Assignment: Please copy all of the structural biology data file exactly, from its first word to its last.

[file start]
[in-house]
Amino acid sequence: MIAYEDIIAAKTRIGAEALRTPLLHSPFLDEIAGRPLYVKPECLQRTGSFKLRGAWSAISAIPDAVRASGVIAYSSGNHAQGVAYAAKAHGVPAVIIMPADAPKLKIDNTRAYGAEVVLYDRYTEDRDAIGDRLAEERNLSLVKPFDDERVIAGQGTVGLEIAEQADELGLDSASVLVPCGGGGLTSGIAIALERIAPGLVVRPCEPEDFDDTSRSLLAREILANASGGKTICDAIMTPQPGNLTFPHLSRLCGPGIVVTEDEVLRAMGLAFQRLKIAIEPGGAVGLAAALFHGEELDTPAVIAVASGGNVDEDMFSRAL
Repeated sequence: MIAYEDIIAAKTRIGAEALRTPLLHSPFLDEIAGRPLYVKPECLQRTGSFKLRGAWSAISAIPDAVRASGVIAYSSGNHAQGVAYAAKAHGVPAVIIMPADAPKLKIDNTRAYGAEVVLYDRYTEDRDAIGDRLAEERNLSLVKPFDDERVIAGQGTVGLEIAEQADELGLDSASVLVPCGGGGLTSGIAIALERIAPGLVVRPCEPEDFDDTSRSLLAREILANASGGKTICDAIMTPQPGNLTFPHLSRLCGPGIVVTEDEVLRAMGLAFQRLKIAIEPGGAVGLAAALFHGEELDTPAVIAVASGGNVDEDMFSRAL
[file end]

[in-house]
Amino acid sequence: MIAYEDIIAAKTRIGAEALRTPLLHSPFLDEIAGRPLYVKPECLQRTGSFKLRGAWSAISAIPDAVRASGVIAYSSGNHAQGVAYAAKAHGVPAVIIMPADAPKLKIDNTRAYGAEVVLYDRYTEDRDAIGDRLAEERNLSLVKPFDDERVIAGQGTVGLEIAEQADELGLDSASVLVPCGGGGLTSGIAIALERIAPGLVVRPCEPEDFDDTSRSLLAREILANASGGKTICDAIMTPQPGNLTFPHLSRLCGPGIVVTEDEVLRAMGLAFQRLKIAIEPGGAVGLAAALFHGEELDTPAVIAVASGGNVDEDMFSRAL
Repeated sequence: MIAYEDIIAAKTRIGAEALRTPLLHSPFLDEIAGRPLYVKPECLQRTGSFKLRGAWSAISAIPDAVRASGVIAYSSGNHAQGVAYAAKAHGVPAVIIMPADAPKLKIDNTRAYGAEVVLYDRYTEDRDAIGDRLAEERNLSLVKPFDDERVIAGQGTVGLEIAEQADELGLDSASVLVPCGGGGLTSGIAIALERIAPGLVVRPCEPEDFDDTSRSLLAREILANASGGKTICDAIMTPQPGNLTFPHLSRLCGPGIVVTEDEVLRAMGLAFQRLKIAIEPGGAVGLAAALFHGEELDTPAVIAVASGGNVDEDMFSRAL